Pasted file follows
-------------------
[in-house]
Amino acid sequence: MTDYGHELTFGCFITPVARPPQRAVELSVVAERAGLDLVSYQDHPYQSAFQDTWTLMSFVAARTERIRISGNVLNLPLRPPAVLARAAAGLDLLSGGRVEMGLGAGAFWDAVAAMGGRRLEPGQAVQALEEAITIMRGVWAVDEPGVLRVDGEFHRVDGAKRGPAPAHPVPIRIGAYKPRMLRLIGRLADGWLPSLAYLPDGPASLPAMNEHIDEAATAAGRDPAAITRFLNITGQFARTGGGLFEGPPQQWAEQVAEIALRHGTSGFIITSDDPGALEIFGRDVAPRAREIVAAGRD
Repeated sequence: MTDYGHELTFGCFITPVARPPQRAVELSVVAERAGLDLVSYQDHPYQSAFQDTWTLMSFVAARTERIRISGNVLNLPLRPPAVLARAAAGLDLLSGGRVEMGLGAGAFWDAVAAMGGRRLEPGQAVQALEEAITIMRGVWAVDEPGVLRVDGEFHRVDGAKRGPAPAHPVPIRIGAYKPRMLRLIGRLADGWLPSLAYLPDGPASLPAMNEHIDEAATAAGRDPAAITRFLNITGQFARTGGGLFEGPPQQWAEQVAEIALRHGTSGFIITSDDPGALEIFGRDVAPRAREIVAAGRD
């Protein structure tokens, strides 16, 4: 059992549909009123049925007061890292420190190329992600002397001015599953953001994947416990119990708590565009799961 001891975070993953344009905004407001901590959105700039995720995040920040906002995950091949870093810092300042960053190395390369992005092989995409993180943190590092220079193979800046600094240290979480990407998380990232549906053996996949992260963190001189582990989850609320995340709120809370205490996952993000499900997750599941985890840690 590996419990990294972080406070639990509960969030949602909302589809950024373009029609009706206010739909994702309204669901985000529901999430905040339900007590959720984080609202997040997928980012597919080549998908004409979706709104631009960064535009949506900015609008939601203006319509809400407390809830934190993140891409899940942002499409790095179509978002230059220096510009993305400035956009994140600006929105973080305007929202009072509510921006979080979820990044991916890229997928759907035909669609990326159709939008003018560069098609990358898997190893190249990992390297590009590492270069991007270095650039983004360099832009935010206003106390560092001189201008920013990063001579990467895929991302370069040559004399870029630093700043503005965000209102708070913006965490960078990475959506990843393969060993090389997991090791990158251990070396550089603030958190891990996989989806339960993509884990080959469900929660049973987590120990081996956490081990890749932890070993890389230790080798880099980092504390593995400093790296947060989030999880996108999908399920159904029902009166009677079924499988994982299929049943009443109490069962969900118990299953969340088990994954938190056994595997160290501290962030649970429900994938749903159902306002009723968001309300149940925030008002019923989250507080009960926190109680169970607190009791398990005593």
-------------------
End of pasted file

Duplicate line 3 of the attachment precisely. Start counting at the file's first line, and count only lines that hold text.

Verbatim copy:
Repeated sequence: MTDYGHELTFGCFITPVARPPQRAVELSVVAERAGLDLVSYQDHPYQSAFQDTWTLMSFVAARTERIRISGNVLNLPLRPPAVLARAAAGLDLLSGGRVEMGLGAGAFWDAVAAMGGRRLEPGQAVQALEEAITIMRGVWAVDEPGVLRVDGEFHRVDGAKRGPAPAHPVPIRIGAYKPRMLRLIGRLADGWLPSLAYLPDGPASLPAMNEHIDEAATAAGRDPAAITRFLNITGQFARTGGGLFEGPPQQWAEQVAEIALRHGTSGFIITSDDPGALEIFGRDVAPRAREIVAAGRD